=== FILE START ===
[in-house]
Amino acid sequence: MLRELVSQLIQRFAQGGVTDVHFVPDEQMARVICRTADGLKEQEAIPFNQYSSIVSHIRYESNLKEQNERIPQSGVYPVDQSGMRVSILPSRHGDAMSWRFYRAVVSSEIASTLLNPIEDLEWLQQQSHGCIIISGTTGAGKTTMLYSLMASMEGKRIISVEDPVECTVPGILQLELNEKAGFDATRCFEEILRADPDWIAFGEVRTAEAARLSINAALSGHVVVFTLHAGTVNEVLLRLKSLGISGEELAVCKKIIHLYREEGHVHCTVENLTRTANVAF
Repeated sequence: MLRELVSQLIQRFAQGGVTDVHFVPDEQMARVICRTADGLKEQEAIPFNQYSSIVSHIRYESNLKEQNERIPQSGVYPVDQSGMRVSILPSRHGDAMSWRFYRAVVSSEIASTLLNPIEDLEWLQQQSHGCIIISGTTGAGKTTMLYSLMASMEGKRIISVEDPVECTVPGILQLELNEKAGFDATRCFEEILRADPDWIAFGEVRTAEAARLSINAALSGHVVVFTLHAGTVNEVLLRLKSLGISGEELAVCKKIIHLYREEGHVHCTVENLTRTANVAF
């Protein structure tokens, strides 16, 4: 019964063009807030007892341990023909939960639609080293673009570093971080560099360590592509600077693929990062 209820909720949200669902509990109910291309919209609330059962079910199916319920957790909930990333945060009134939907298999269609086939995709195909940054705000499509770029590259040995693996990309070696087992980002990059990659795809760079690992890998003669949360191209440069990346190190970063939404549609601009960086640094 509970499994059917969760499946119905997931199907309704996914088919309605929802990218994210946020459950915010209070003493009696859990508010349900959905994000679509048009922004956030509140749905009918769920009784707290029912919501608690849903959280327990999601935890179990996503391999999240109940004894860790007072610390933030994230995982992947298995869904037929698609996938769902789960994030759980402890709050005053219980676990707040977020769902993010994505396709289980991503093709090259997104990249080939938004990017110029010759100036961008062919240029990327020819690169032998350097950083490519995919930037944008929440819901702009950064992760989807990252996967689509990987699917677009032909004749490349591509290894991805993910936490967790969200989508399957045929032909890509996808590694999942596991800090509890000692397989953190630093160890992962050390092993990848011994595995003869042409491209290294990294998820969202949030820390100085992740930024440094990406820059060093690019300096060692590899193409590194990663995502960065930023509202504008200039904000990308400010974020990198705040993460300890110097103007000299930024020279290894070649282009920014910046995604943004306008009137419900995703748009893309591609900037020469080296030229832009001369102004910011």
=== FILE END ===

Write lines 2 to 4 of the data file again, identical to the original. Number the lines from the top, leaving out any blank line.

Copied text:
Amino acid sequence: MLRELVSQLIQRFAQGGVTDVHFVPDEQMARVICRTADGLKEQEAIPFNQYSSIVSHIRYESNLKEQNERIPQSGVYPVDQSGMRVSILPSRHGDAMSWRFYRAVVSSEIASTLLNPIEDLEWLQQQSHGCIIISGTTGAGKTTMLYSLMASMEGKRIISVEDPVECTVPGILQLELNEKAGFDATRCFEEILRADPDWIAFGEVRTAEAARLSINAALSGHVVVFTLHAGTVNEVLLRLKSLGISGEELAVCKKIIHLYREEGHVHCTVENLTRTANVAF
Repeated sequence: MLRELVSQLIQRFAQGGVTDVHFVPDEQMARVICRTADGLKEQEAIPFNQYSSIVSHIRYESNLKEQNERIPQSGVYPVDQSGMRVSILPSRHGDAMSWRFYRAVVSSEIASTLLNPIEDLEWLQQQSHGCIIISGTTGAGKTTMLYSLMASMEGKRIISVEDPVECTVPGILQLELNEKAGFDATRCFEEILRADPDWIAFGEVRTAEAARLSINAALSGHVVVFTLHAGTVNEVLLRLKSLGISGEELAVCKKIIHLYREEGHVHCTVENLTRTANVAF
């Protein structure tokens, strides 16, 4: 019964063009807030007892341990023909939960639609080293673009570093971080560099360590592509600077693929990062 209820909720949200669902509990109910291309919209609330059962079910199916319920957790909930990333945060009134939907298999269609086939995709195909940054705000499509770029590259040995693996990309070696087992980002990059990659795809760079690992890998003669949360191209440069990346190190970063939404549609601009960086640094 509970499994059917969760499946119905997931199907309704996914088919309605929802990218994210946020459950915010209070003493009696859990508010349900959905994000679509048009922004956030509140749905009918769920009784707290029912919501608690849903959280327990999601935890179990996503391999999240109940004894860790007072610390933030994230995982992947298995869904037929698609996938769902789960994030759980402890709050005053219980676990707040977020769902993010994505396709289980991503093709090259997104990249080939938004990017110029010759100036961008062919240029990327020819690169032998350097950083490519995919930037944008929440819901702009950064992760989807990252996967689509990987699917677009032909004749490349591509290894991805993910936490967790969200989508399957045929032909890509996808590694999942596991800090509890000692397989953190630093160890992962050390092993990848011994595995003869042409491209290294990294998820969202949030820390100085992740930024440094990406820059060093690019300096060692590899193409590194990663995502960065930023509202504008200039904000990308400010974020990198705040993460300890110097103007000299930024020279290894070649282009920014910046995604943004306008009137419900995703748009893309591609900037020469080296030229832009001369102004910011």